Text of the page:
Rate of patients undergoing minimally invasive resection
Colon and rectal cancer
4
Conversion
Conversion rate from minimally invasive to open surgery at any time during the procedure
Colon and rectal cancer
5
Anastomotic leak
Rate of anastomotic leakage
Colon and rectal cancer
6
Anastomosis
Rate of patients undergoing anastomosis after low anterior resection
Rectal cancer
7
Loop ileostomy
Rate of loop ileostomy creation after low anterior resection
Rectal cancer
8
Length of stay (LOS)
Rate of patients discharged within postoperative days 3 and 5
Colon and rectal cancer
9
Postoperative complications
Rate of patients with severe postoperative complications (grade ≥ 3 according to Clavien–Dindo classification)
Colon and rectal cancer
10
Quality of total mesorectal excision (TME)
Rate of patients with TME grade 1 or 2
Rectal cancer
11
Positive circumferential resection margins (CRM)
Rate of reported positive CRMs (less than or equal to 1 mm)
Rectal cancer
12
Lymph-nodes yield
Rate of patients for who received adequate lymphadenectomy (≥ 12 lymph-nodes)
Colon and rectal cancer
13
Unplanned reintervention
Rate of patients with an unplanned return to theatre within 30 days after index surgery
Colon and rectal cancer
14
Unplanned readmission
Rate of patients with unplanned readmission within 30 days after discharge/transfer from surgical unit
Colon and rectal cancer
15
Postoperative mortality
Rate of patients who died 30,90, or 180 days after surgery
Colon and rectal cancer
Every 12 months, an anonymized report on volume and KPIs will be delivered to each hospital comparing data of all the participating centers. A set of relevant case-mix variables (patients’ frailty, tumor burden, type of surgery) will be also identified in order to produce a reliable comparison of outcomes between hospitals and give each center case-mix adjusted outcomes.
Data collected during the first 18 months (from April 2019 to October 2020) will be analyzed in order to evaluate preliminary results on primary and secondary outcomes. The first preliminary analysis will be used as benchmark to further implement the auditing activity.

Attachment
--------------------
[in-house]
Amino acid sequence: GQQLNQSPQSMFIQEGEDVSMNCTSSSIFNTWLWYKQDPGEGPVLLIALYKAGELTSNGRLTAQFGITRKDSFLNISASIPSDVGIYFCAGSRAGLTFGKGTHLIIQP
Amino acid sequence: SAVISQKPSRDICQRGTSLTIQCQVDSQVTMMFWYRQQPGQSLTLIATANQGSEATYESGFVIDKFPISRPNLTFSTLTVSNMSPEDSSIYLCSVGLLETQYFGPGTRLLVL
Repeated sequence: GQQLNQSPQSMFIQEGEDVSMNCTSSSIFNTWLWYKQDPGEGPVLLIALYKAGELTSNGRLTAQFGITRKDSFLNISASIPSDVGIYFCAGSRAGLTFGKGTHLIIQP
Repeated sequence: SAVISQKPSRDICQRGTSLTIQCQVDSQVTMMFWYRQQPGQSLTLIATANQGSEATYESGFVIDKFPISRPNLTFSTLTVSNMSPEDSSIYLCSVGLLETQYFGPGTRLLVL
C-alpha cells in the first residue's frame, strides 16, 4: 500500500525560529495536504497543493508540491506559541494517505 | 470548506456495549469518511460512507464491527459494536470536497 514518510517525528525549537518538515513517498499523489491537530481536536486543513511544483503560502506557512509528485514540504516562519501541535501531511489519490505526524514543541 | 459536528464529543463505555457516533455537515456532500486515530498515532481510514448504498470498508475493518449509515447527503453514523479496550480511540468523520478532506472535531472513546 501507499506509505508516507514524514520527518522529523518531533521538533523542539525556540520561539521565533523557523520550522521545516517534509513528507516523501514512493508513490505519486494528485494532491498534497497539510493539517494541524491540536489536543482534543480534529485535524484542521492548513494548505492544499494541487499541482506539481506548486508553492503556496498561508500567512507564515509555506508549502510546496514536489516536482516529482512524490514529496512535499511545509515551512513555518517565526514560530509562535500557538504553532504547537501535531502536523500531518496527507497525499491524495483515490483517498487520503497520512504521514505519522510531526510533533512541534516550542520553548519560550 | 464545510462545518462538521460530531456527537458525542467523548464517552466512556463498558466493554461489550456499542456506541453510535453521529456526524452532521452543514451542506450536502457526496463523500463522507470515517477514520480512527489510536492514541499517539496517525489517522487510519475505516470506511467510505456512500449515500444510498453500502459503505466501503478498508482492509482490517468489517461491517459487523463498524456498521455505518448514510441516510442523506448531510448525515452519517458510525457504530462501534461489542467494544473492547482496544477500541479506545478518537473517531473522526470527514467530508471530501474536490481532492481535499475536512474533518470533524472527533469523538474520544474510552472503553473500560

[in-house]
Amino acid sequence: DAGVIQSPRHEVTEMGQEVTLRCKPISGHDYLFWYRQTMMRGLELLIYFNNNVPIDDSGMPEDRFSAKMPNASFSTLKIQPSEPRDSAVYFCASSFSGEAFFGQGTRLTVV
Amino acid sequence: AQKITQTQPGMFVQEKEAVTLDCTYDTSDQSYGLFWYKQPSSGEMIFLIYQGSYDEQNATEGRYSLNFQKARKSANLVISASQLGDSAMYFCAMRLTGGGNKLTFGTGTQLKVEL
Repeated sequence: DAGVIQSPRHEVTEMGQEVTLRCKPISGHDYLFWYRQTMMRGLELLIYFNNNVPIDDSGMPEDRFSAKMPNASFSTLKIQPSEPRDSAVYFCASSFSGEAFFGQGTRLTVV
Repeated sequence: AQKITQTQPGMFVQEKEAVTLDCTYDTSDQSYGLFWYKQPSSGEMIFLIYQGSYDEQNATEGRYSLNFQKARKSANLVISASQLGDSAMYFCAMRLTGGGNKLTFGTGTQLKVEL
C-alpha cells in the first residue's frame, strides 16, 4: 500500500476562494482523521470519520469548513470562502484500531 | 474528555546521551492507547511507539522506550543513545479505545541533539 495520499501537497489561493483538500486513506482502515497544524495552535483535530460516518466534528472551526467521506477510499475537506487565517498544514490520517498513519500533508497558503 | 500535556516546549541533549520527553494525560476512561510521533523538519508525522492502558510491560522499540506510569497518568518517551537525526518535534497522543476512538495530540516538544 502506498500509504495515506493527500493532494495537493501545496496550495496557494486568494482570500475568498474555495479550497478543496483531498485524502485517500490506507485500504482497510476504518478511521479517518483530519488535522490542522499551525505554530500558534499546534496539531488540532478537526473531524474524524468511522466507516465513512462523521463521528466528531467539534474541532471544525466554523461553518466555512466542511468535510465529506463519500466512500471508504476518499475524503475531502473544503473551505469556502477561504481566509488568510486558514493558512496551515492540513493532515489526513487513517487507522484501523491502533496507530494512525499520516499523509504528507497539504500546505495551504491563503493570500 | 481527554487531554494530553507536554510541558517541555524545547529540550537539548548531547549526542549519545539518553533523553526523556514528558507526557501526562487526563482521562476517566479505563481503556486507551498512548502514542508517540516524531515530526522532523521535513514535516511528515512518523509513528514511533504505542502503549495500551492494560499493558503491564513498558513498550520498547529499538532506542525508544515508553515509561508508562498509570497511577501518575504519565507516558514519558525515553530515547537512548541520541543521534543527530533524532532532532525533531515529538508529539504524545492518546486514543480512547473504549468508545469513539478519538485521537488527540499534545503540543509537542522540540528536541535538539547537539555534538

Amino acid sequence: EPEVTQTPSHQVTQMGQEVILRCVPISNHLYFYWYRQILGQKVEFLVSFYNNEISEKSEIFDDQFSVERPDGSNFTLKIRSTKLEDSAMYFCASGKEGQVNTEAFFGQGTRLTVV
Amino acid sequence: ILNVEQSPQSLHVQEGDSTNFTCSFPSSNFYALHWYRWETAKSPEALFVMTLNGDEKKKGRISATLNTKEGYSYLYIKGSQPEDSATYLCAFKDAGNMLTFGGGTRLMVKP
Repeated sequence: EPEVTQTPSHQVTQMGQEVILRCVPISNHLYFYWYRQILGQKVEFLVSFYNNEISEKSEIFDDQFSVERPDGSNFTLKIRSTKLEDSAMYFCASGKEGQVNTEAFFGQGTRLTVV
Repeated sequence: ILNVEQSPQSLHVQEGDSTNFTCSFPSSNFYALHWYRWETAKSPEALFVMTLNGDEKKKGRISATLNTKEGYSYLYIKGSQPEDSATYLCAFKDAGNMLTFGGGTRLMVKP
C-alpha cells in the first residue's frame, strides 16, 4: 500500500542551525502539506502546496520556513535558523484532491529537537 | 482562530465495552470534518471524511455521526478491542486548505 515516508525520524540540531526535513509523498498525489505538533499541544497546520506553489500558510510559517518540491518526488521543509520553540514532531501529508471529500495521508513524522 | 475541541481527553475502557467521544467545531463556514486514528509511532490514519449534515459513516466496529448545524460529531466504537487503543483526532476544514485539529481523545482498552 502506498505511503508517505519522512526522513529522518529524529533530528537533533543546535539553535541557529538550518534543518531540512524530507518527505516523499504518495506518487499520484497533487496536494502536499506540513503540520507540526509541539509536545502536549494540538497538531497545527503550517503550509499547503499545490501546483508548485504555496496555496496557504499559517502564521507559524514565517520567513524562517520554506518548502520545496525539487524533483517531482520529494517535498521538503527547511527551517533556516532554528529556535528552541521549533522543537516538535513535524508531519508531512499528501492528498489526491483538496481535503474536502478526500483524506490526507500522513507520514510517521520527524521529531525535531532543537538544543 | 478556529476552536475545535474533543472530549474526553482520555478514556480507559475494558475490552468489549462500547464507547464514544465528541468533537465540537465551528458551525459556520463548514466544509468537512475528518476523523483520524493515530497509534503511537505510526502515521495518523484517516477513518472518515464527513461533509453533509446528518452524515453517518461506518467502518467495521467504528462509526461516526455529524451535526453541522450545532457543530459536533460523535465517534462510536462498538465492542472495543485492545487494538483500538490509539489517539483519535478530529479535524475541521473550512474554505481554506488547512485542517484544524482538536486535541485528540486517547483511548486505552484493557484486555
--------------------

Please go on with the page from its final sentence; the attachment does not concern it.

Case-mix adjusted data will be presented using funnel plots with a 95% confidence interval (Fig. 2).
Reports of the enrolment rate, obtained by comparing the number of enrolled patients to the hospital discharge cards (HDC), will be sent to each center every 3 months. The aim of this feedback activity is to progressively obtain a 100% enrolment of eligible patients and thus provide “real-world data” that avoid bias related to patient selection.

Data collection and quality control

The data collection and management for this paper are performed using the OpenClinica open-source software for Electronic Data Capture (EDC), version 3.1 (Copyright OpenClinica LLC and collaborators, Waltham, MA, USA, www.​OpenClinica.​com). Case report forms are filled in for each patient by trained healthcare providers (attendings, residents) or properly trained data managers. Operative and postoperative data are retrieved both from electronic medical charts and administrative databases. Surgical data analysis, including detection of postoperative complications, will be done under the supervision of a staff surgeon.
Quality control and data authenticity will be performed by data managers and clinical research coordinators. Clinical data will be compared to routinely collect administrative information retrieved from regional registries to ensure reliability and completeness and to avoid selection bias. Registration of each patient is automatically linked to the regional administration database, which by law receives notification on all patients deceased in Emilia-Romagna.

Study variables

The full data set is composed of up to 172 possible variables, and it is organized in sections as follows.

Preoperative assessment

Preoperative functional assessment is conducted using the Eastern Collaborative Oncology Group Performance Status (ECOG PS) [16] and the American Society of Anaesthesiology (ASA) score [17, 18]. Patients aged ≥ 70 years are screened for frailty with the Katz Activities of Daily Living (ADL) [19] and the Flemish version of the Triage Risk Screening Tool (fTRST) [20, 21]. Comorbidities are assessed using the age adjusted Charlson Comorbidity Index (CCI) [22, 23] and the presence of malnourishment is evaluated using the nutritional risk score (NRS) [24]. All screening tests are reported in detail in Table 3. Baseline evaluation further includes information on the living conditions before surgery and polypharmacy.
Table 3
Preoperative functional status assessment tools
Test
Range
American Society of Anaesthesiologists (ASA) score
1–5
Eastern Collaborative Oncology Group Performance Status (ECOG-PS)
0–5
Katz Activities of Daily Living (ADL)
0–6